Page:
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Arch Phys Med Rehabil. 2012 May;93(5):782-9. doi: 10.1016/j.apmr.2011.12.018. Epub 2012 Mar 27.

Robotic resistance treadmill training improves locomotor function in human spinal cord injury: a pilot study.

Author information

1
Sensory Motor Performance Program, Rehabilitation Institute of Chicago, Chicago, IL 60611, USA. w-ming@northwestern.edu

Abstract

OBJECTIVE:

To determine whether cable-driven robotic resistance treadmill training can improve locomotor function in humans with incomplete spinal cord injury (SCI).

DESIGN:

Repeated assessment of the same patients with crossover design.

SETTING:

Research units of rehabilitation hospitals in Chicago.

PARTICIPANTS:

Patients with chronic incomplete SCI (N=10) were recruited to participate in this study.

INTERVENTIONS:

Subjects were randomly assigned to 1 of 2 groups. One group received 4 weeks of assistance training followed by 4 weeks of resistance training, while the other group received 4 weeks of resistance training followed by 4 weeks of assistance training. Locomotor training was provided by using a cable-driven robotic locomotor training system, which is highly backdrivable and compliant, allowing patients the freedom to voluntarily move their legs in a natural gait pattern during body weight supported treadmill training (BWSTT), while providing controlled assistance/resistance forces to the leg during the swing phase of gait.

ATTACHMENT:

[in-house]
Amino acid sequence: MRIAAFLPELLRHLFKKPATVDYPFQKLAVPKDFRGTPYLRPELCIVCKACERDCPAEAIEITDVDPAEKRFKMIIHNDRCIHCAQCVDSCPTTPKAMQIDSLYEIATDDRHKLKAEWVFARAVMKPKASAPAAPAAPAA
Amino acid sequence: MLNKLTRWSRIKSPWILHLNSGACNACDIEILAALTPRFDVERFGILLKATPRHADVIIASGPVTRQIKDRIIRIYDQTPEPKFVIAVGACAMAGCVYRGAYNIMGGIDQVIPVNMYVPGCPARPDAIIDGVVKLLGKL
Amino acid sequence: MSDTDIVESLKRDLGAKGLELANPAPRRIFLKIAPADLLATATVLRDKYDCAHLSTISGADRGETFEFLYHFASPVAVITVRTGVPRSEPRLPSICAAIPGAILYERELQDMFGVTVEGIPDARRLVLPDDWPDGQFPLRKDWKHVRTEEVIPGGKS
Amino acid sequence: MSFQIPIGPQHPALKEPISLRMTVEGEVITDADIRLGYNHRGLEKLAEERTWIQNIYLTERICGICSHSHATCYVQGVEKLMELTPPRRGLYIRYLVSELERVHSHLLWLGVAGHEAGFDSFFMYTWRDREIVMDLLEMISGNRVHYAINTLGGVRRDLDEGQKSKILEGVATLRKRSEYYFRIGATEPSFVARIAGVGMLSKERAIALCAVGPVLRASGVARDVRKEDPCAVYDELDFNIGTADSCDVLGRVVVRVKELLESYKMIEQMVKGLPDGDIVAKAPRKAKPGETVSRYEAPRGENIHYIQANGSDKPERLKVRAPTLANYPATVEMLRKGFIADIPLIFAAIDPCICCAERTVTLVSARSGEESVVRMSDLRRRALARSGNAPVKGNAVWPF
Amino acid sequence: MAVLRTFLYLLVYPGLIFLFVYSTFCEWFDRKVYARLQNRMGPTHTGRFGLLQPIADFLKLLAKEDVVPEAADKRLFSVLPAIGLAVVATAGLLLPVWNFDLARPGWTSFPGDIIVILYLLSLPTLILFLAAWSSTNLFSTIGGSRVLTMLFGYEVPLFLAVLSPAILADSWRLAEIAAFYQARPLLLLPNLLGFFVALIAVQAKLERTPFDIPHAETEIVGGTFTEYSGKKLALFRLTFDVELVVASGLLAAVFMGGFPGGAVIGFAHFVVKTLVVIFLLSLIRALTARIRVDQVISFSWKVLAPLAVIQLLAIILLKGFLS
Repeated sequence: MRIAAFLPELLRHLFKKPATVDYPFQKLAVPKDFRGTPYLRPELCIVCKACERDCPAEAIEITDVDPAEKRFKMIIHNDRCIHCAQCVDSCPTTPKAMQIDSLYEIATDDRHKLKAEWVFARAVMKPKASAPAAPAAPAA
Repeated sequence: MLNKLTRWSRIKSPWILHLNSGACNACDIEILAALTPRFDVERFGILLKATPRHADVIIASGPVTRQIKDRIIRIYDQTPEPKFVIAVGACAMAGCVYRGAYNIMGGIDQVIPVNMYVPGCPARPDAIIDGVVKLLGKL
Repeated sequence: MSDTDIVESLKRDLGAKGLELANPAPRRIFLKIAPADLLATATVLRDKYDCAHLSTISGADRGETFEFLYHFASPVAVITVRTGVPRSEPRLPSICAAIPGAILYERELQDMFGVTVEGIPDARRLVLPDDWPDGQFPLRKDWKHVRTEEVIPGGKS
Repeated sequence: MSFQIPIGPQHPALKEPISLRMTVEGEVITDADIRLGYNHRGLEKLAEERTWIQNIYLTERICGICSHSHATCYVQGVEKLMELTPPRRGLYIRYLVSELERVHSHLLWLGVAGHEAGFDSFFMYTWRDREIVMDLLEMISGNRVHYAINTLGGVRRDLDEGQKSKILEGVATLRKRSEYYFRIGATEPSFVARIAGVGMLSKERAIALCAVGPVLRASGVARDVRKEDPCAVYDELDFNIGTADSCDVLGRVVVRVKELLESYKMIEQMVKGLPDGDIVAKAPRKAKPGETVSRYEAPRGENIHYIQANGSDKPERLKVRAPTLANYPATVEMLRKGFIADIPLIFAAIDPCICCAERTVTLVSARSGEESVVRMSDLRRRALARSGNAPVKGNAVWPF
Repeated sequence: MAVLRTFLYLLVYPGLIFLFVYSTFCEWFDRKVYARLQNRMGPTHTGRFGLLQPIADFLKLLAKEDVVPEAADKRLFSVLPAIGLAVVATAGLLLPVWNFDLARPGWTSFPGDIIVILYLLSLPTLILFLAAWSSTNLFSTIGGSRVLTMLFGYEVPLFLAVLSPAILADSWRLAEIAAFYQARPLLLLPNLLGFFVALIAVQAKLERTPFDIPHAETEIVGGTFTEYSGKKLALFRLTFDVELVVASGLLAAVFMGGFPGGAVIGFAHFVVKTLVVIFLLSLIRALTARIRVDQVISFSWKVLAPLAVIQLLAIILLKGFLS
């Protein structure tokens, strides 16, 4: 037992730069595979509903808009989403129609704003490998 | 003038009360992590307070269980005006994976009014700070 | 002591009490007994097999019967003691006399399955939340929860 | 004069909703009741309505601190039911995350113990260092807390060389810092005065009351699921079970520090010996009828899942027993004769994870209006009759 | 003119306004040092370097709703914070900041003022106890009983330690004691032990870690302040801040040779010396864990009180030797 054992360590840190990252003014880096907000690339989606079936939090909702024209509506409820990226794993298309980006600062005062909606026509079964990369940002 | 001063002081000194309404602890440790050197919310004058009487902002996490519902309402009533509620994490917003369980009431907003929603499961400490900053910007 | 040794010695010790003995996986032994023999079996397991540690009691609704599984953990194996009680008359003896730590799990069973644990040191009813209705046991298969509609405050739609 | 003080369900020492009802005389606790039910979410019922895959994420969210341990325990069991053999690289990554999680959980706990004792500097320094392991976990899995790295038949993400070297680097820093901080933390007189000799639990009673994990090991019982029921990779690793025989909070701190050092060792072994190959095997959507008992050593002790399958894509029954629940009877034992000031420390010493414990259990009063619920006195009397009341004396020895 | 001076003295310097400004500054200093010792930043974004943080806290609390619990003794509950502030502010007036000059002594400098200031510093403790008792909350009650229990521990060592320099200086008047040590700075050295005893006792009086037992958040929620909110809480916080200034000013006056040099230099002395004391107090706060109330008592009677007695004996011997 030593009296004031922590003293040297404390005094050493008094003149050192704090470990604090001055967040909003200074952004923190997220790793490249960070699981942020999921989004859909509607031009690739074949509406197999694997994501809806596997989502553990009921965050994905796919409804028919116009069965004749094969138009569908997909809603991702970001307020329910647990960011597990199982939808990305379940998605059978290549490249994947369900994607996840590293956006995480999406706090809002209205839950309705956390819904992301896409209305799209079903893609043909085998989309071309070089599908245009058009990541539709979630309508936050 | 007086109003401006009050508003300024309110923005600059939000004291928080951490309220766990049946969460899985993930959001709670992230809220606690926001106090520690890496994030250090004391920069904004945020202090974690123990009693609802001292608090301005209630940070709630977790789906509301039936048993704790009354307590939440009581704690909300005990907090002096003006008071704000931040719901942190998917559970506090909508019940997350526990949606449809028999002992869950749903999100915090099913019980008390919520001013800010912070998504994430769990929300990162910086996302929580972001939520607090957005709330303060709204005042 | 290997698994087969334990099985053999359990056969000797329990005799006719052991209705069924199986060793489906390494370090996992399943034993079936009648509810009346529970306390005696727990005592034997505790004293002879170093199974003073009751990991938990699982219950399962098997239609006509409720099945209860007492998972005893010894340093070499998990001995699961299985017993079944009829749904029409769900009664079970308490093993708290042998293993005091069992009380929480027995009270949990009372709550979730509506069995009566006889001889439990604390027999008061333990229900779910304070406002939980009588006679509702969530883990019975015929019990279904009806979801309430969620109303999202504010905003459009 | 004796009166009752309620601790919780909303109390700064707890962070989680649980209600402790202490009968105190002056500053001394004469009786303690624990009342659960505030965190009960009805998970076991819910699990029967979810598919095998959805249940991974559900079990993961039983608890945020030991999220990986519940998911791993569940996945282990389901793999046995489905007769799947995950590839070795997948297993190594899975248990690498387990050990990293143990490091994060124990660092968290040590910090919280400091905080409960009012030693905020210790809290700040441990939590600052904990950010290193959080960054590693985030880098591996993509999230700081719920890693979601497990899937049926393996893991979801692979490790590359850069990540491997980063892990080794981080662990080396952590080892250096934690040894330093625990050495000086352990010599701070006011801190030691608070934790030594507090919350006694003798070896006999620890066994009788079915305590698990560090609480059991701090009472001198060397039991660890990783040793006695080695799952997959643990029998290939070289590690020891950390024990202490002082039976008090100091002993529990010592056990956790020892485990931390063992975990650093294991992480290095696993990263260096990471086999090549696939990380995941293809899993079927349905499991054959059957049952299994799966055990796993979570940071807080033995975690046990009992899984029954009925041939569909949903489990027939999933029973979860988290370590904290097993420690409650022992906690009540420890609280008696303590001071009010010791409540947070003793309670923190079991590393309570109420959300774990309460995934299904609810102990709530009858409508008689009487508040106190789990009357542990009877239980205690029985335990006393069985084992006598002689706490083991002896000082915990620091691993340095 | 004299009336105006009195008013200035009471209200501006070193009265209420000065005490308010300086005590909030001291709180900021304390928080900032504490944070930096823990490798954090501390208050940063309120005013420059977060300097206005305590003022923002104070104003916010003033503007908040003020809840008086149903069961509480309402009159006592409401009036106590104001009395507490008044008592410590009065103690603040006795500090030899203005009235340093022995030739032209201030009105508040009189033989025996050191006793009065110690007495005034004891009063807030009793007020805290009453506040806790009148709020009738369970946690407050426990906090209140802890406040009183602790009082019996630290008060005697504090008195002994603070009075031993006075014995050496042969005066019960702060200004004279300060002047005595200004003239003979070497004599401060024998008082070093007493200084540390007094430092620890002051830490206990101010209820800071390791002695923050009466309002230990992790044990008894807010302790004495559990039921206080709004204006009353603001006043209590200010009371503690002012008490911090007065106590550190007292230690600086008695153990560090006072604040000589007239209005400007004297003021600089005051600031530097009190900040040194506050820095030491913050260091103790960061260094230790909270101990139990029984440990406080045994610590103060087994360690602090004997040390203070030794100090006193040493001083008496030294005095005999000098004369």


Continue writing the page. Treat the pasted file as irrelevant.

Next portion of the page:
MAIN OUTCOME MEASURES:

Primary outcome measures were evaluated for each participant before training and after 4 and 8 weeks of training. Primary measures were self-selected and fast overground walking velocity and 6-minute walking distance. Secondary measures included clinical assessments of balance, muscle tone, and strength.

RESULTS:

A significant improvement in walking speed and balance in humans with SCI was observed after robotic treadmill training using the cable-driven robotic locomotor trainer. There was no significant difference in walking functional gains after resistance versus assistance training, although resistance training was more effective for higher functioning patients.

CONCLUSIONS:

Cable-driven robotic resistance training may be used as an adjunct to BWSTT for improving overground walking function in humans with incomplete SCI, particularly for those patients with relatively high function.

PMID:
22459697
DOI:
10.1016/j.apmr.2011.12.018
[Indexed for MEDLINE]

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